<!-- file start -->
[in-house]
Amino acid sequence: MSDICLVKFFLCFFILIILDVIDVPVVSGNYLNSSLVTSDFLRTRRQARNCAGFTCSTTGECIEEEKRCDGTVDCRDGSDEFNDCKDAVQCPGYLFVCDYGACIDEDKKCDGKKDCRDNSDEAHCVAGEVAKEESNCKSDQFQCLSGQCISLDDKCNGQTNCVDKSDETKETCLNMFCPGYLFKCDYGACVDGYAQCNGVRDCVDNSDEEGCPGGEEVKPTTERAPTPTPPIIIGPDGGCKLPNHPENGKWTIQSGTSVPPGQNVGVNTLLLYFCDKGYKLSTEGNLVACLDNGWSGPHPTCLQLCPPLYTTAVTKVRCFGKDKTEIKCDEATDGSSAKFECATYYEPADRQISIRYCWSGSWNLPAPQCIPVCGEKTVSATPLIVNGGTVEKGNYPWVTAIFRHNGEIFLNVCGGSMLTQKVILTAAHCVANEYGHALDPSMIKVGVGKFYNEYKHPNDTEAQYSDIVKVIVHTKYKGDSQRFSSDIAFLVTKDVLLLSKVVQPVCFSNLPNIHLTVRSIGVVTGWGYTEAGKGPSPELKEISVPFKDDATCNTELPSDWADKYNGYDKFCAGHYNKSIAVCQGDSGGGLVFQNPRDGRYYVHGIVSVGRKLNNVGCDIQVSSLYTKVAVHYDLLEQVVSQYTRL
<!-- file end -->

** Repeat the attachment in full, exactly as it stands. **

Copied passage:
[in-house]
Amino acid sequence: MSDICLVKFFLCFFILIILDVIDVPVVSGNYLNSSLVTSDFLRTRRQARNCAGFTCSTTGECIEEEKRCDGTVDCRDGSDEFNDCKDAVQCPGYLFVCDYGACIDEDKKCDGKKDCRDNSDEAHCVAGEVAKEESNCKSDQFQCLSGQCISLDDKCNGQTNCVDKSDETKETCLNMFCPGYLFKCDYGACVDGYAQCNGVRDCVDNSDEEGCPGGEEVKPTTERAPTPTPPIIIGPDGGCKLPNHPENGKWTIQSGTSVPPGQNVGVNTLLLYFCDKGYKLSTEGNLVACLDNGWSGPHPTCLQLCPPLYTTAVTKVRCFGKDKTEIKCDEATDGSSAKFECATYYEPADRQISIRYCWSGSWNLPAPQCIPVCGEKTVSATPLIVNGGTVEKGNYPWVTAIFRHNGEIFLNVCGGSMLTQKVILTAAHCVANEYGHALDPSMIKVGVGKFYNEYKHPNDTEAQYSDIVKVIVHTKYKGDSQRFSSDIAFLVTKDVLLLSKVVQPVCFSNLPNIHLTVRSIGVVTGWGYTEAGKGPSPELKEISVPFKDDATCNTELPSDWADKYNGYDKFCAGHYNKSIAVCQGDSGGGLVFQNPRDGRYYVHGIVSVGRKLNNVGCDIQVSSLYTKVAVHYDLLEQVVSQYTRL